She was at least forty years old, by her own admission. Her hair was well past the shoulders and a somewhat indeterminate color for it combined within its curls blonde, brown and a touch of red. It was loose and lush about her shoulders. It looked windblown though we were inside a building, and although it was eyecatching, it couldn’t compare to her smile.
The woman was heavily pregnant, within three weeks of giving birth, she also told me. In her restlessness, despite the uncertain nature of labor inception after having delivered a number of children previously, she had come into the store I worked at as a means of exercise, but also to find some overlooked need or sudden desire.
Her eyes were a deep blue grey, long lashed with darkness that matched her brows. She couldn’t keep a smile from her lips. She was infectiously jubilant. She had on no make-up, no artifice, but she absolutely glowed. She was tall, over six foot with broad shoulders and a strong body, her belly was huge and low, suggesting her child was dropping.
Some people view beauty a different way, even beautiful pregnancy. They look for the fresh and young. That catches their eye, and why not, but to me that is common. Many young women have children. She was older and her joy and pride was profound. She was sure in her place in the world.
The lines on her face were not anything to believe deplorable or to ask why she “let” herself get pregnant at her age. In past ages, if they survived, many women continued to have pregnancies into the late thirties and into the forties. In some countries like Germany and those in Scandinavian, mothers are older than in the USA for example, where it seems the majority of young woman by twenty or so or even younger, have a child or children despite the level of offered education services and options to do something else than have children young before you’ve explored the world. In those societies someone is labelled as “clock ticking” if they’ve not been married or had children by the time they are in their late twenties.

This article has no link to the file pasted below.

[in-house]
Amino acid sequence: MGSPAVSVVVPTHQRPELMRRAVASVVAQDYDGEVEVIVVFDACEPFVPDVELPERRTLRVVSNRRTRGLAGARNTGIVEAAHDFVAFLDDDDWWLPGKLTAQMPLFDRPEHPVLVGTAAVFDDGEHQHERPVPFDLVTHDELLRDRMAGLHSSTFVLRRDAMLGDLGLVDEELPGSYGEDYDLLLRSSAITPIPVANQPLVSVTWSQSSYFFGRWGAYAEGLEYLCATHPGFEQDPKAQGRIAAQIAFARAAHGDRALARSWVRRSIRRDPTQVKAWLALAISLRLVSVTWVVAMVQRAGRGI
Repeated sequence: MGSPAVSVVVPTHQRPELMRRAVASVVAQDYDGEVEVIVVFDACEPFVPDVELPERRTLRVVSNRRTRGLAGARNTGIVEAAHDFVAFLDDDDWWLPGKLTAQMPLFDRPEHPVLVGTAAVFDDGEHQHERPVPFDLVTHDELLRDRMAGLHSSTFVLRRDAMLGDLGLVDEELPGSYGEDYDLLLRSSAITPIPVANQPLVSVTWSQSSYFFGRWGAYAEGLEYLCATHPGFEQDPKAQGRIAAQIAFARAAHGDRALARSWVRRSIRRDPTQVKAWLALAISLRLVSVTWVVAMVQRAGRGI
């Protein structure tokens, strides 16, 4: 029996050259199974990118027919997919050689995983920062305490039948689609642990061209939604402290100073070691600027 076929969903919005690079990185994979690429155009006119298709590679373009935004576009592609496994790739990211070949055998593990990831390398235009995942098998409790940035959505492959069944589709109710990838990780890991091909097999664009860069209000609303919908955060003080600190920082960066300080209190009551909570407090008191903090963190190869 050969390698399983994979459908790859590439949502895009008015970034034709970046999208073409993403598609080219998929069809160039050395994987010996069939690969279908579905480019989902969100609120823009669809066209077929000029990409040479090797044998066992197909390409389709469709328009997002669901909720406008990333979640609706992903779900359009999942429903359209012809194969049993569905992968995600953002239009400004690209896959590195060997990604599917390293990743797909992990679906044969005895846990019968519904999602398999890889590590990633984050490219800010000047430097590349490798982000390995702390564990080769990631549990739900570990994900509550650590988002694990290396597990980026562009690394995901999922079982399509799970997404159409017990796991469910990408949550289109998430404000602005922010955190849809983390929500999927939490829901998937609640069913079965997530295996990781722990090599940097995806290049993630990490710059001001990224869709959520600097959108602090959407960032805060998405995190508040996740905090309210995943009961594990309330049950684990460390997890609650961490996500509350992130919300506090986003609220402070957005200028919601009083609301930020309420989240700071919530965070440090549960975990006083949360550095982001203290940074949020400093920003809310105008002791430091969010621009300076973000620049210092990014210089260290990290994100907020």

This woman was beautiful, strong, sure of herself and full of confidence. Her baby was not yet in her arms but you could see and feel the powerful love and devotion she had to her baby. Though I didn’t see her mate or husband, from her aura, I knew she was deeply loved and respected. No one, no woman, man or child, could exude such radiance without being truly love.
So many people look to magazine models and runaway debutants, starlets and celebrities as their view of what true beauty is. “Beauty is in the eye of the beholder”, but there is beauty all around us every day. Whether slim or seriously curved, short or tall, with a look some silly people think of as homely and plain or rudely as ugly, there are beautiful women all around us. Intelligent, challenging, perplexing, wonderful!
When I considered writing this entry, I thought of the women I’ve loved or thought I was in love with. I considered the billion photo level of presented beauties that the media hurls upon us. Of them all, not lessening their attraction in any way nor exaggerating what pregnancy can mean for a woman, to me a woman is a woman: what she feels herself to be, no matter even if she began in another gender. No one else stood out as heart-stoppingly and absolutely beautiful as that woman. She rocked me to the core, stopped me in my place. She was to me all that was superlative: confident, sure, nurturing, yet iron-willed at the core.
In her I sensed the furious retribution that if one crossed her, if someone was so unwise as to threaten one of her beloved ones, her retaliation would be terrible. This was right. This was real. This was ancient living in its most basic yet powerful form: the lifegiver, the goddess, monitor of life and death. It made her even more lovely and attractive. When she collected her bags, and rolled her trolley out, my eyes followed her. No one else, in nearly forty years of observation, has surpassed that woman.